Riding the swells

By Leslie Dinkin

It’s early in the morning, and to prepare for his day at the beach, Russell Wolfe ’12 grabs a power bar, surf wax and a big towel. Instead of throwing on a T-shirt and shorts, he zips on a full body wetsuit. He grabs his surfboard and drives to El Porto, his favorite surf spot in Manhattan Beach.

Surfers like Wolfe spend almost every free moment in the water. Some students, like Wolfe and Gabe De La Rosa ’12, even go before school.

“I surf every day,” De La Rosa said. “It’s my favorite thing to do.”

De La Rosa learned to surf when he was four and is now the co-president of the Surf Club along with Wolfe, who became a co-head of the club after his brother, Ernest Wolfe ’10, graduated. Taught by middle school dean John Kim, Wolfe began surfing in sixth grade. Now, surfing at least once a week, the sport is more than just a hobby for him.

“It’s almost like a spiritual thing,” Wolfe said. “Being one with nature and all that. When you’re sitting out in the water, waiting for the waves is really relaxing. It’s like an hour where you don’t have to think about anything except surfing. It’s really the best feeling.”

“Surfing kind of connects me to nature, it’s a way to get exercise, and plus it’s really fun,” De La Rosa said.

As co-presidents, Wolfe and De La Rosa plan surf trips, make tank tops for the club members and volunteer at the Jimmy Miller Memorial Foundation, a nonprofit organization specializing in ocean therapy, which is a combination of occupational therapies and recreational therapies through surfing.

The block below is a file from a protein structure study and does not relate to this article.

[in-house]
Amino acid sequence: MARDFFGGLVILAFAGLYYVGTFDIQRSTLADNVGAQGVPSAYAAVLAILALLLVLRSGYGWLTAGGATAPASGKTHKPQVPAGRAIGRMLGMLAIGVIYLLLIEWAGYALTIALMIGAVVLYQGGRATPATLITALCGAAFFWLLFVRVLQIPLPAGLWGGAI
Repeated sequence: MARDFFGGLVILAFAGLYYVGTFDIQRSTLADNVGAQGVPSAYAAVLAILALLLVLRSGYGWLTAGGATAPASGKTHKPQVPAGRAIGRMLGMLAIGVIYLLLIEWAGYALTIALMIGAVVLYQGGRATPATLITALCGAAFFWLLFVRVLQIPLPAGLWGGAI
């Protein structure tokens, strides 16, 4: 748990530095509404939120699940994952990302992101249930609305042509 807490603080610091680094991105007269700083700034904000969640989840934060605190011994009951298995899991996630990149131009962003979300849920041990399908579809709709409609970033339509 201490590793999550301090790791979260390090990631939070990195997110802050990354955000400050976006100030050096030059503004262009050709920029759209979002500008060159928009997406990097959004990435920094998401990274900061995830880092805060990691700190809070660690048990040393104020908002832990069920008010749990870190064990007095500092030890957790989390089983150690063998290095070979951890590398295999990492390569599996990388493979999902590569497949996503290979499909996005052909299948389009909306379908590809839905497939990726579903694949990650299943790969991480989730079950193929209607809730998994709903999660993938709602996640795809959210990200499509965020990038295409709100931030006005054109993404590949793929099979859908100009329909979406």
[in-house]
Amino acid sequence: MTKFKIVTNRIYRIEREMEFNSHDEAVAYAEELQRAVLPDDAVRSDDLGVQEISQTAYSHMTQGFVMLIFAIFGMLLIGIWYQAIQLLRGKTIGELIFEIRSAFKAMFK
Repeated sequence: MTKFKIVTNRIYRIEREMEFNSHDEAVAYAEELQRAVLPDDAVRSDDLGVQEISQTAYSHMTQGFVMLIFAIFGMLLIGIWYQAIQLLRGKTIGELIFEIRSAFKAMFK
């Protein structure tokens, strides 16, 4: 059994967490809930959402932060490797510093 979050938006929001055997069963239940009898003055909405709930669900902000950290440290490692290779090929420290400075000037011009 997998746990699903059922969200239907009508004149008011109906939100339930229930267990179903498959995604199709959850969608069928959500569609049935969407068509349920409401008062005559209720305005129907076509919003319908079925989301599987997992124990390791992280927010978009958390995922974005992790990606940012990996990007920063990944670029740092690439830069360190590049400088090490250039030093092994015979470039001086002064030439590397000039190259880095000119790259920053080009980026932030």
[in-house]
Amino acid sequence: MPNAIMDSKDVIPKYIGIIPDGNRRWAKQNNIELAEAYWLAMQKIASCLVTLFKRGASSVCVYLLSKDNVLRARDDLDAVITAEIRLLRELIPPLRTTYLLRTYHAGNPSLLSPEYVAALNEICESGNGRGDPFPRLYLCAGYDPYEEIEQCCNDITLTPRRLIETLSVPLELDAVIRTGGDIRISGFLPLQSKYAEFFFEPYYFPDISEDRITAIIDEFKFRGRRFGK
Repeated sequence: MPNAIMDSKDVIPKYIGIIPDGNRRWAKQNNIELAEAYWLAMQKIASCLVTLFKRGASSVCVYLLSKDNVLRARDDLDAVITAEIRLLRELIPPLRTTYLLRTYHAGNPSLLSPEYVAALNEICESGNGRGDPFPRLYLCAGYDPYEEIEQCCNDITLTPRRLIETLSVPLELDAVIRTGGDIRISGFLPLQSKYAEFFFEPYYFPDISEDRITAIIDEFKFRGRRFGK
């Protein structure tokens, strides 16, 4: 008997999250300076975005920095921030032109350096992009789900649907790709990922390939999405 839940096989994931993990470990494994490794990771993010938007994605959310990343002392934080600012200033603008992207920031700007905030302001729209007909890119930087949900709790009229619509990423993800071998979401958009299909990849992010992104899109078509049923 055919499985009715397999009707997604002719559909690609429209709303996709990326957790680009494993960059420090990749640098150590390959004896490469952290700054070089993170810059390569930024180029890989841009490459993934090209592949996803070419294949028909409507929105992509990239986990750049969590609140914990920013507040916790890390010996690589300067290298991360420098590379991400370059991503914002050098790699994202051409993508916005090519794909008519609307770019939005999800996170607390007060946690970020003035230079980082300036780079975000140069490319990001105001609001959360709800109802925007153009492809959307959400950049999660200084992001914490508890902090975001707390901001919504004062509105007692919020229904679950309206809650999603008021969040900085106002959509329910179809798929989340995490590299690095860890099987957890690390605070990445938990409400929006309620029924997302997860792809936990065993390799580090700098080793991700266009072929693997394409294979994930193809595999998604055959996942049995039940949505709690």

“We teach foster kids, veterans and Marines with Post Traumatic Stress Disorder to surf as a way to cope with the horrors of war,” Wolfe said.
“It’s a great way to cleanse yourself physically and spiritually and to forget about all your issues and just surf. The Marines will go out when the waves are really big. When they come back to shore, they are always like ‘dude lets go again!’ They are really the best and always super hyped.”

Both De La Rosa and Wolfe surf mostly at El Porto.

“There are so many variables that go into a good surf spot,” Wolfe said. “The weather and the swell are big factors. Malibu is also really great.”

Unlike Wolfe and De La Rosa, Mathew Bailey ’13 surfs mostly in Topanga. Although he only started surfing two years ago, Bailey currently surfs three to four hours a day in the afternoon.

“Surfing is fun, and I love it,” Bailey said. “The water makes me feel alive.”

Griffin Morgan ’13 agreed with Bailey about the charm of the water.

“I like the water in general. You forget about everything else when you’re shredding,” Morgan said.

Morgan, who used to surf three to four times a week, has not surfed in seven months because of a leg injury.

“Sometimes I really miss it,” Morgan said.

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